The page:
It took a solid year of outrage from Canadian researchers, the international science community and the public to force the Harper government to finally agree to transfer the world-renowned Experimental Lakes Area (ELA) to a non-profit organization.
“The Harper government was being hammered on this from every conceivable angle before they finally buckled,” said Diane Orihel, PhD student at University of Alberta and founder of the Coalition to Save ELA.
The ELA is 45 year old freshwater research facility in northern Ontario considered unique in the world. It was there that Canadian scientists discovered the dangers of acid rain as well as mercury and phosphorus pollution. Regulations that protect the health of the environment in Canada many countries are based on the work done at the ELA.
Blame Canada is a four part series revealing how Canada has become a wealthy, fossil-fuelled energy superpower and an international climate pariah. Part 1 reveals Canada's emergence as a Petrostate, part 2 outlines Canada's climate crimes, and part 3 shows how energy 'wealth' contributes to the nation's poverty.
Canada's opposition to anything that might help developing countries is “mind-boggling” a delegate from Mali told me during a UN conference to slow the widespread extinction of species. “Canadians are known to protect the environment, I cannot understand why they are pushing policies that are clearly unsustainable," he said.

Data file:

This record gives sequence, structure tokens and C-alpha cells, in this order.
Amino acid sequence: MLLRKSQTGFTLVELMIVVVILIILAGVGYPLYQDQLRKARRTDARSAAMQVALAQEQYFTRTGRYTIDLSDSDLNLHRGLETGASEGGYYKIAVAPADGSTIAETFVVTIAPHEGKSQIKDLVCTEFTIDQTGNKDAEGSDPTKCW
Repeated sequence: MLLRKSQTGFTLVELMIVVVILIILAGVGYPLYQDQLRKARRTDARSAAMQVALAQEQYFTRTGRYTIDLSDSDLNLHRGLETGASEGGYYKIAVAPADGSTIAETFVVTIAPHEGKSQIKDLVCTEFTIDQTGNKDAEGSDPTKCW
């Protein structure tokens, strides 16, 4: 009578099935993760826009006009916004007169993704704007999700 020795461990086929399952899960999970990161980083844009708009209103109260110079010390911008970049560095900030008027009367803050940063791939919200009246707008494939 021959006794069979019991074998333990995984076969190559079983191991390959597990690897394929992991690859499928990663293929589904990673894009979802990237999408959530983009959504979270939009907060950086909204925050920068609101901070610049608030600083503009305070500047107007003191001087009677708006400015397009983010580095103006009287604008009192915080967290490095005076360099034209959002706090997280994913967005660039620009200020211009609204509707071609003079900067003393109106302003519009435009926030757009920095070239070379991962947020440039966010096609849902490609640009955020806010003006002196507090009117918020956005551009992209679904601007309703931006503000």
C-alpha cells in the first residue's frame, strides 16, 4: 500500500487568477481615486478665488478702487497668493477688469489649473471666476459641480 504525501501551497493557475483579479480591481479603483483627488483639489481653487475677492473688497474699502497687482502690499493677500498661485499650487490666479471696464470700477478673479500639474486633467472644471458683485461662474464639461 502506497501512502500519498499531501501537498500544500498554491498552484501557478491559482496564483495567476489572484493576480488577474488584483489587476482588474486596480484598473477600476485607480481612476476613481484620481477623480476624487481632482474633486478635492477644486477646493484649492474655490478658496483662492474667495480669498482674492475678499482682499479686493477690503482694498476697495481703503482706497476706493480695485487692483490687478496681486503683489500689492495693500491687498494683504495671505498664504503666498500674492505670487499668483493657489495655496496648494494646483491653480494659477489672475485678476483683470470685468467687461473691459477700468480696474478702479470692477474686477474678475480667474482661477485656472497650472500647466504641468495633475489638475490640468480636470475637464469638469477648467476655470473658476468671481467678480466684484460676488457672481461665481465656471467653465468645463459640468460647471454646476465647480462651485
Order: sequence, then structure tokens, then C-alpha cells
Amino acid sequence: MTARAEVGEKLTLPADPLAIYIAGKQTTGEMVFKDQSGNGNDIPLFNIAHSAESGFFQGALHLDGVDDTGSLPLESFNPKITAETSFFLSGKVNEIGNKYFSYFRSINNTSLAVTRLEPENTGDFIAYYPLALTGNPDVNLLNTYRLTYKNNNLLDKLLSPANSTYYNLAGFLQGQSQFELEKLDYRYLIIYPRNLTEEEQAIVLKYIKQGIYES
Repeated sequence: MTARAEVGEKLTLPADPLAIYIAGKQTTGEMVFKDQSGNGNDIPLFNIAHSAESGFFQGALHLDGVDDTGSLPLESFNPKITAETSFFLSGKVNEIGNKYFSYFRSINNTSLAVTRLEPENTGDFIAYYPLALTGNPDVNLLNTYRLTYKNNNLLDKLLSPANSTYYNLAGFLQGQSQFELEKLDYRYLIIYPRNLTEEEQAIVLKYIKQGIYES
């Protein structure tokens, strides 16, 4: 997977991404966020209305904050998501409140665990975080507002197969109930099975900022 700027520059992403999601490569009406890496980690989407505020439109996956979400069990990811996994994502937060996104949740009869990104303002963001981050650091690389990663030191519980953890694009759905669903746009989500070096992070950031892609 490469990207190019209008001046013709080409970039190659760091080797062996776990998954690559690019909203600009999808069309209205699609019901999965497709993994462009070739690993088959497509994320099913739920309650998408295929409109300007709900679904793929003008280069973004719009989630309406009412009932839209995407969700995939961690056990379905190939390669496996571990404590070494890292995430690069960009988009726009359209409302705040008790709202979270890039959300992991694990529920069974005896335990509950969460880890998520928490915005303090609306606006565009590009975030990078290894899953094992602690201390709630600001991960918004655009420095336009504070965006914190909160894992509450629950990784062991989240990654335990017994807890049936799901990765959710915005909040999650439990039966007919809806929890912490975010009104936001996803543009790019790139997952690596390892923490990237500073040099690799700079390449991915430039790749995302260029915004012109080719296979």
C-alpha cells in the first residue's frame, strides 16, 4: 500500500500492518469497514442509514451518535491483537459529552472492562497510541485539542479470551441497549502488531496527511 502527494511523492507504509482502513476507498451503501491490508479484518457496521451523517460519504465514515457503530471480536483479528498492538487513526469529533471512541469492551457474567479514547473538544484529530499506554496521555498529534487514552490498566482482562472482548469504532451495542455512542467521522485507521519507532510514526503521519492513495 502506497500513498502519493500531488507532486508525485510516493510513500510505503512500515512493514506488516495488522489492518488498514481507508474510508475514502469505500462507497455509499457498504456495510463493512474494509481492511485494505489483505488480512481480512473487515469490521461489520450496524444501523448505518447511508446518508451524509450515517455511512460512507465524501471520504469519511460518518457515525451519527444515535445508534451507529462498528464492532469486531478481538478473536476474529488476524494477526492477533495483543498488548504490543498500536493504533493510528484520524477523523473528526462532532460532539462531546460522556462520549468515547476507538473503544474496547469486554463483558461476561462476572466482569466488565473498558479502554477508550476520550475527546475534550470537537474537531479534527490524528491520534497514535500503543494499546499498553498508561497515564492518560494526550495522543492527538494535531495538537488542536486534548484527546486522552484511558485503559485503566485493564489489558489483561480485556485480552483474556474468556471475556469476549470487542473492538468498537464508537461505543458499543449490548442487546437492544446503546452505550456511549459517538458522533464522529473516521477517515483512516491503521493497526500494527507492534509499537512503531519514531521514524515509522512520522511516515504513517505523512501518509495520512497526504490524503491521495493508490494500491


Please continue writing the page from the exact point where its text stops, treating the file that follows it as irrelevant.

Only a few days before Prime Minister Stephen Harper told delegates that losing wildlife was an urgent and alarming issue. Then as nearly 190 nations made plans to take action, Canadian delegates blocked those plans with legal and technical manoeuvres.
“Do Canadians know what their government is doing here? You must tell them.”
That was in 2008. Since then at environmental or development gatherings around the world I've been asked dozens of times “what has happened to Canada?” And it's not just me.
Sunday marked the beginning of Freedom to Read week, an annual event reminding Canadian citizens of the intellectual freedom they are constitutionally guaranteed. It also reminds us we are governed by other citizens with the capacity to permit or limit that freedom. These are citizens that we can hold accountable only to the extent that we know how they make their decisions and what consequences those decisions have.
The event this year stands out on the Canadian political landscape, an uncomfortable reminder of just how frustrated the free flow of information has become in this country.
The timing is significant, as the event arrives on the heels of a University of Victoria study that highlights the Harper government’s efforts to restrict media access to federal scientists.
What a difference a decade makes - especially when it comes to government-directed communications policies regarding science, and especially when you're in Canada.
In 2003 a Canadian-American research collaboration, involving scientists from US universities and Canada's Department of Fisheries and Oceans (DFO), began in the Eastern Arctic to track oceanic conditions and ice flow in the Nares Strait.
“If people don’t speak out there will never be any change,” says the University of Victoria’s award-winning climate scientist Andrew Weaver.
And the need for change in Canada, says Weaver, has never been more pressing.
“We have a crisis in Canada. That crisis is in terms of the development of information and the need for science to inform decision-making. We have replaced that with an ideological approach to decision-making, the selective use of whatever can be found to justify [policy decisions], and the suppression of scientific voices and science itself in terms of informing the development of that policy.”